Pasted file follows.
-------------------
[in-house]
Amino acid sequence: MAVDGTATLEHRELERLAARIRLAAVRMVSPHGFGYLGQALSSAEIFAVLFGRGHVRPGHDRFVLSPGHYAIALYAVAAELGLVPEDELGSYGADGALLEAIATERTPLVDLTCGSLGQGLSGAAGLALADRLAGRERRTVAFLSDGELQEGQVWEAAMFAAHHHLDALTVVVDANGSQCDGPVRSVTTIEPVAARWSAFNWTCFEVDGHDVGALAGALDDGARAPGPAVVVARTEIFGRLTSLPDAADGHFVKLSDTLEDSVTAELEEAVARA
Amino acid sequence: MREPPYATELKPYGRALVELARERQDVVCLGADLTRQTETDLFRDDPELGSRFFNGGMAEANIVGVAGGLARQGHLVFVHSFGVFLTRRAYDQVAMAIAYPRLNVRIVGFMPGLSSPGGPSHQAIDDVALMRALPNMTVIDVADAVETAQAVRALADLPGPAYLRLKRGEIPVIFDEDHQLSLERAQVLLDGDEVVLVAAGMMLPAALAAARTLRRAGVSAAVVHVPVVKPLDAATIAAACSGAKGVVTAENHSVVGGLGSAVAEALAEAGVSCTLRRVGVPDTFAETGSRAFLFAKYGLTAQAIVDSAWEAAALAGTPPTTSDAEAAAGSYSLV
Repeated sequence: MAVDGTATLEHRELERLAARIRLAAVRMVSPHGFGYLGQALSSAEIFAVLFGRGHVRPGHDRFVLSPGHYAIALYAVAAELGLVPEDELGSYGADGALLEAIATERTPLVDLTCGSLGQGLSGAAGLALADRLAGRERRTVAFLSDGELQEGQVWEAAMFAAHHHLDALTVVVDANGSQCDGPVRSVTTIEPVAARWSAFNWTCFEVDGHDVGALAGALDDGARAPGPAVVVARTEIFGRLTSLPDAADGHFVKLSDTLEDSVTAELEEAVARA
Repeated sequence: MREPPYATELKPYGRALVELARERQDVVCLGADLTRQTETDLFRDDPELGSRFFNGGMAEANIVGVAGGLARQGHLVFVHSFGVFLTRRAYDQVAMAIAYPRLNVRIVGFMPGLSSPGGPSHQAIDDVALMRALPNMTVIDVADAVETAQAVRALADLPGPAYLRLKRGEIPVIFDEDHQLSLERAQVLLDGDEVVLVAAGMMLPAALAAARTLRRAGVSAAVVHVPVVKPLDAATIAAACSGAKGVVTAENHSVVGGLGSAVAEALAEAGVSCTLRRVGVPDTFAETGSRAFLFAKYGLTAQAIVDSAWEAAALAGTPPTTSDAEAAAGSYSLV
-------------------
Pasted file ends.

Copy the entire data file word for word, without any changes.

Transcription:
[in-house]
Amino acid sequence: MAVDGTATLEHRELERLAARIRLAAVRMVSPHGFGYLGQALSSAEIFAVLFGRGHVRPGHDRFVLSPGHYAIALYAVAAELGLVPEDELGSYGADGALLEAIATERTPLVDLTCGSLGQGLSGAAGLALADRLAGRERRTVAFLSDGELQEGQVWEAAMFAAHHHLDALTVVVDANGSQCDGPVRSVTTIEPVAARWSAFNWTCFEVDGHDVGALAGALDDGARAPGPAVVVARTEIFGRLTSLPDAADGHFVKLSDTLEDSVTAELEEAVARA
Amino acid sequence: MREPPYATELKPYGRALVELARERQDVVCLGADLTRQTETDLFRDDPELGSRFFNGGMAEANIVGVAGGLARQGHLVFVHSFGVFLTRRAYDQVAMAIAYPRLNVRIVGFMPGLSSPGGPSHQAIDDVALMRALPNMTVIDVADAVETAQAVRALADLPGPAYLRLKRGEIPVIFDEDHQLSLERAQVLLDGDEVVLVAAGMMLPAALAAARTLRRAGVSAAVVHVPVVKPLDAATIAAACSGAKGVVTAENHSVVGGLGSAVAEALAEAGVSCTLRRVGVPDTFAETGSRAFLFAKYGLTAQAIVDSAWEAAALAGTPPTTSDAEAAAGSYSLV
Repeated sequence: MAVDGTATLEHRELERLAARIRLAAVRMVSPHGFGYLGQALSSAEIFAVLFGRGHVRPGHDRFVLSPGHYAIALYAVAAELGLVPEDELGSYGADGALLEAIATERTPLVDLTCGSLGQGLSGAAGLALADRLAGRERRTVAFLSDGELQEGQVWEAAMFAAHHHLDALTVVVDANGSQCDGPVRSVTTIEPVAARWSAFNWTCFEVDGHDVGALAGALDDGARAPGPAVVVARTEIFGRLTSLPDAADGHFVKLSDTLEDSVTAELEEAVARA
Repeated sequence: MREPPYATELKPYGRALVELARERQDVVCLGADLTRQTETDLFRDDPELGSRFFNGGMAEANIVGVAGGLARQGHLVFVHSFGVFLTRRAYDQVAMAIAYPRLNVRIVGFMPGLSSPGGPSHQAIDDVALMRALPNMTVIDVADAVETAQAVRALADLPGPAYLRLKRGEIPVIFDEDHQLSLERAQVLLDGDEVVLVAAGMMLPAALAAARTLRRAGVSAAVVHVPVVKPLDAATIAAACSGAKGVVTAENHSVVGGLGSAVAEALAEAGVSCTLRRVGVPDTFAETGSRAFLFAKYGLTAQAIVDSAWEAAALAGTPPTTSDAEAAAGSYSLV